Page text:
Once everything is assembled, all you have to do is stick the insertion tool into the tire cavity and pull it back out, along with the rubber plug. Insert this plug into the puncture (or another part of the sidewall) and use your finger to smooth it out (the same way you would with caulk or spackle).
All that’s left to do now is insert the pushrod into the insertion tool and push it through the hole. This part will feel a bit weird, but you’ll get used to it after your first plug or two. Once the rod is all the way through, use your finger (or insertion tool) to push some of the rubber “plug” back out of the tire so that there’s enough rod sticking out to grab onto later.
Now all you have to do is push the rod back through the hole until only about 1/4 of an inch is sticking out on each side of your tire. This ensures that it will hold without requiring brute force or long-term exposure to heat, which could potentially cause the rubber plug to dry out and fall out.
Once this is done, just grab the tool you used to insert the plug and pull it back out. Some plugs have a little metal ring sticking through the top that you can also use to help you yank it out — if your plug is one of these then all you have to do is stick a flat-head screwdriver into the end and give it a good tug.
Now that your tire is fixed, for now, you can top it up with air and continue on your way without ever having to worry about flat tires again (unless of course another one gets punctured, which isn’t guaranteed but does sometimes happen).
Getting Your Tire Back Up And Running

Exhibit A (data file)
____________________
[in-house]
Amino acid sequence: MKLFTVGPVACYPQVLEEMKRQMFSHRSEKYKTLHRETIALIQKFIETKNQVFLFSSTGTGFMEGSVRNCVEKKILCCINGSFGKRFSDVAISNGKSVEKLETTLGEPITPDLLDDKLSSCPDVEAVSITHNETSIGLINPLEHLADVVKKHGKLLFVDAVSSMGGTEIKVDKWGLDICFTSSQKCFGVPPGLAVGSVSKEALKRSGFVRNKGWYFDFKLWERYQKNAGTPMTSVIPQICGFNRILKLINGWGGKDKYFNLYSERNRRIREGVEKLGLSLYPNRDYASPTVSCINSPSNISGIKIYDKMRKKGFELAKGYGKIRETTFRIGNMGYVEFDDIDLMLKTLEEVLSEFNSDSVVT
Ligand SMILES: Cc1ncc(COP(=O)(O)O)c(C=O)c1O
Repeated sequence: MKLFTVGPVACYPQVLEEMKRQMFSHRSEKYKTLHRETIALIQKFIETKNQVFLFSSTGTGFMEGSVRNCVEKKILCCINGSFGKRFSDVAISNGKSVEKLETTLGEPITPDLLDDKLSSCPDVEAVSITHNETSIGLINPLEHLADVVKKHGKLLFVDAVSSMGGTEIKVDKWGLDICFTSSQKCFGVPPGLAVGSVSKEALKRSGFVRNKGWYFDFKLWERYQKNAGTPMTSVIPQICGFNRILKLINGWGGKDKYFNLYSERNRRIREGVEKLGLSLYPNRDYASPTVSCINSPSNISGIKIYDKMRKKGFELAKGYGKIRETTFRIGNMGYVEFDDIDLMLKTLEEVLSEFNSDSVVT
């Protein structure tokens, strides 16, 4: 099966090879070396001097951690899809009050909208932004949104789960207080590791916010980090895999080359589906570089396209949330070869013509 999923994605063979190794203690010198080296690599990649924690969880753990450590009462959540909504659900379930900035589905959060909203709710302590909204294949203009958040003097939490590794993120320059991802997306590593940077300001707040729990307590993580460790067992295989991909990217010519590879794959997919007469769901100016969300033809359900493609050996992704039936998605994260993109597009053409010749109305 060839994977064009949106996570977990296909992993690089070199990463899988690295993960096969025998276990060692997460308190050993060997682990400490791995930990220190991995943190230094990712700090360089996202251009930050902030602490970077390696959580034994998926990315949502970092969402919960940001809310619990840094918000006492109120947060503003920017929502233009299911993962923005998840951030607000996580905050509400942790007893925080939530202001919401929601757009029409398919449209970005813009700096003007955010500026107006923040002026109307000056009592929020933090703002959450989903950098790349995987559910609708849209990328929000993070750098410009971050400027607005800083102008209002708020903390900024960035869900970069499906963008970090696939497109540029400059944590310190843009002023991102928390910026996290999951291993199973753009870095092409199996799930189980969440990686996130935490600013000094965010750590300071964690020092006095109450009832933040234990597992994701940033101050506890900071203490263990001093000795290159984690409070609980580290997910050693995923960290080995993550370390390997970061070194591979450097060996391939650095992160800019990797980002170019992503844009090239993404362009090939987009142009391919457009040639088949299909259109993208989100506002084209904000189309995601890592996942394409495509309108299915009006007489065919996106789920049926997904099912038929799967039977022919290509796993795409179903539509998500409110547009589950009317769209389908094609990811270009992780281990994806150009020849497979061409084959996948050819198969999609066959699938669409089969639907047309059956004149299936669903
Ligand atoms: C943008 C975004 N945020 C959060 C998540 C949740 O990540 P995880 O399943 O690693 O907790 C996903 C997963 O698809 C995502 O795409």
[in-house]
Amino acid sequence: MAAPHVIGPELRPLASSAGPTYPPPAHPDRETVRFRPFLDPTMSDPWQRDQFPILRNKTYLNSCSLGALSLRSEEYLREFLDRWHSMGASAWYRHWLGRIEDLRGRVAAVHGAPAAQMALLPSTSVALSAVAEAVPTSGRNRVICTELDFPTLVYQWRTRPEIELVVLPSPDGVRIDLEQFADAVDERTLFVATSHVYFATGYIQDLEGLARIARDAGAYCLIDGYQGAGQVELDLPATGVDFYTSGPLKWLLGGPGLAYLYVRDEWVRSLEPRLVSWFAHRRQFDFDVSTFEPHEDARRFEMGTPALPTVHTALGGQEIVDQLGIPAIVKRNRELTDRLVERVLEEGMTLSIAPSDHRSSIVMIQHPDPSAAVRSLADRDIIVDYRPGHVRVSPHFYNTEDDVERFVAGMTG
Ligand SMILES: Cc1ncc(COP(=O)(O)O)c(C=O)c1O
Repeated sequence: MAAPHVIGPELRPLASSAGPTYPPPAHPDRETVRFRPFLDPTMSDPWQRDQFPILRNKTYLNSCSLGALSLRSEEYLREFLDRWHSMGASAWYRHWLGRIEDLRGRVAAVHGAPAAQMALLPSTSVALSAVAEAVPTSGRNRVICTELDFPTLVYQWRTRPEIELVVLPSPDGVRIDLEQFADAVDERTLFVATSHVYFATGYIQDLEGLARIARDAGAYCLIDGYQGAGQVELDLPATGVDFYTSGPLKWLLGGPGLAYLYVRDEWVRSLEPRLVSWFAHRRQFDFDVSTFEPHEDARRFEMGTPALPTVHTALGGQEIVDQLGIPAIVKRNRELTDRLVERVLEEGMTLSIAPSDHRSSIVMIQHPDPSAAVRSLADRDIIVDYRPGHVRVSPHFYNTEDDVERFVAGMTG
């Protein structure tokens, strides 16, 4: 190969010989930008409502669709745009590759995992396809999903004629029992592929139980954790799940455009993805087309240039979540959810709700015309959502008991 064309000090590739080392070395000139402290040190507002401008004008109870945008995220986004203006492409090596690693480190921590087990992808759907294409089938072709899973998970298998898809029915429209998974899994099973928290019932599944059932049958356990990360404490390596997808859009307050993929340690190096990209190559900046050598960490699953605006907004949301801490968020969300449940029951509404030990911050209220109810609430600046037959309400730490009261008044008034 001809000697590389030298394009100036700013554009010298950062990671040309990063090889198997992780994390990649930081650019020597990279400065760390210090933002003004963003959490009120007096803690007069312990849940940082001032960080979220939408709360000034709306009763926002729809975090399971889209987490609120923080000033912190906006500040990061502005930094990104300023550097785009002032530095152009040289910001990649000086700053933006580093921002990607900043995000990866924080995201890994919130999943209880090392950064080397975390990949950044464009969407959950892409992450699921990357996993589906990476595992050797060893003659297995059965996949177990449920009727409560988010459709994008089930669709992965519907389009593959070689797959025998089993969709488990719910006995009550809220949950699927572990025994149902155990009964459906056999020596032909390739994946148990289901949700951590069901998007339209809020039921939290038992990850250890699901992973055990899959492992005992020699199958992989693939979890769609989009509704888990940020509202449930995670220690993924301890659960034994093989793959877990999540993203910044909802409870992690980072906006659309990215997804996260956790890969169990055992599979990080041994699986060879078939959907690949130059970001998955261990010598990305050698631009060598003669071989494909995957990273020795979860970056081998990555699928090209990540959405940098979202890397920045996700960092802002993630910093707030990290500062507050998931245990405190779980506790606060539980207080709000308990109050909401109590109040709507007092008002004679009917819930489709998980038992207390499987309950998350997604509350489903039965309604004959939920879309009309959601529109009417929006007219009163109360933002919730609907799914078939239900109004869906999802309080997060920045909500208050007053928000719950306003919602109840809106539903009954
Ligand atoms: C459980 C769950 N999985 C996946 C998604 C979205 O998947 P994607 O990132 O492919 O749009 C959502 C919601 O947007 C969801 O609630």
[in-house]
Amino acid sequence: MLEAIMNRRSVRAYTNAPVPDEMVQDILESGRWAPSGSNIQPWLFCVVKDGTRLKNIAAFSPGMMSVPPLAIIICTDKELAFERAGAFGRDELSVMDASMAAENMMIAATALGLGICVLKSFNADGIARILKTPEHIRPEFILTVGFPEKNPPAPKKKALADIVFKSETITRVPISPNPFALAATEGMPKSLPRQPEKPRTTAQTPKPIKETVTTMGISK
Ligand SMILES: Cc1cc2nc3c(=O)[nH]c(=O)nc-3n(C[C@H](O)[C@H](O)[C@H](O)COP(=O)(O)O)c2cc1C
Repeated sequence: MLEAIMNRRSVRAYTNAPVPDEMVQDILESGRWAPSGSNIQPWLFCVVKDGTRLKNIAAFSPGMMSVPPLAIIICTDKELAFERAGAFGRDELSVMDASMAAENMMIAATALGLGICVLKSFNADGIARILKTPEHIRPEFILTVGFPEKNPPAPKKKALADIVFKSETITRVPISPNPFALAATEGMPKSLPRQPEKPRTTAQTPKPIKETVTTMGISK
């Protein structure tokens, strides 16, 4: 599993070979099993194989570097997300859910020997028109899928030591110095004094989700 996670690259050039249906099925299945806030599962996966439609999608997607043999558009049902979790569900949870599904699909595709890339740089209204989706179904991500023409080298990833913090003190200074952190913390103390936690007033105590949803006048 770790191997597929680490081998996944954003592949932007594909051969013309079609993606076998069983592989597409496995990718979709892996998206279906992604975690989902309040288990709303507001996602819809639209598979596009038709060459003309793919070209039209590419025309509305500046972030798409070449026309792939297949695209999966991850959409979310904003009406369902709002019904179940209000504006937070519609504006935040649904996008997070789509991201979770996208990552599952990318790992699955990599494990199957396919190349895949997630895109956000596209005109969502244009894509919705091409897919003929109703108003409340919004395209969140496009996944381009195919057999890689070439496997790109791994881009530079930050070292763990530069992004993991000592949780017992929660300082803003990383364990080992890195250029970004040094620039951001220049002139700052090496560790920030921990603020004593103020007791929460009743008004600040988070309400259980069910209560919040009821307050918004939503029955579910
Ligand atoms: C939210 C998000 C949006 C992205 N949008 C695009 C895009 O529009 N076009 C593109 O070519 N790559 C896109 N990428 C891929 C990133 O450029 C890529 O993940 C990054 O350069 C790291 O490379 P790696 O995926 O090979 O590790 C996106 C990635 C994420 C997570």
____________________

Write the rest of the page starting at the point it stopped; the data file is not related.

It’s important to note that tires do have a “recommended pressure” on them, and it’s a good idea to check this against your car’s tire information before topping up the air. Of course, you should also make sure that the tire is properly repaired before taking off too.
Tire patches are great for large holes that are too complex to plug (or if the plug didn’t work on its own), while tire replacement is the best option for tires that are too old, worn out, or damaged to be repaired. Many newer cars come with tires that have the tire patch already installed inside of them (in a sense), and many more can be patched up after taking off the tire from your car and finding the correct spot on your wheel.
Some of you may know this as the “plug & play” option, which essentially involves pulling out whatever is causing whatever has gone wrong with your tire (such as a nail or screw) and then plugging the hole. This is actually quite an effective method if you can do it yourself since it’s faster than having someone else fix your tire for you.
All in all, there is no single right answer when it comes to tire repair. As we’ve shown here, the best thing you can do is be prepared and know what your different options are in case something happens while you’re out.
The Benefits Of Plugging Your Tire
The main benefit of plugging your tire is that it can be an inexpensive alternative to buying a new tire and it is done in less than 1 hour. With the price of tires these days, you could save hundreds if not thousands of dollars by making your tire(s) last one more year.
The benefits of a tire plug are short. This is generally more of a temporary, rough, and quick fix rather than a long-term forget about it type of repair.
Tire Plug Drawbacks
A plugged tire leaves the original puncture hole inside the tire and can cause leaks over time. It is best to fix the puncture in the tread so that it does not cause problems later on.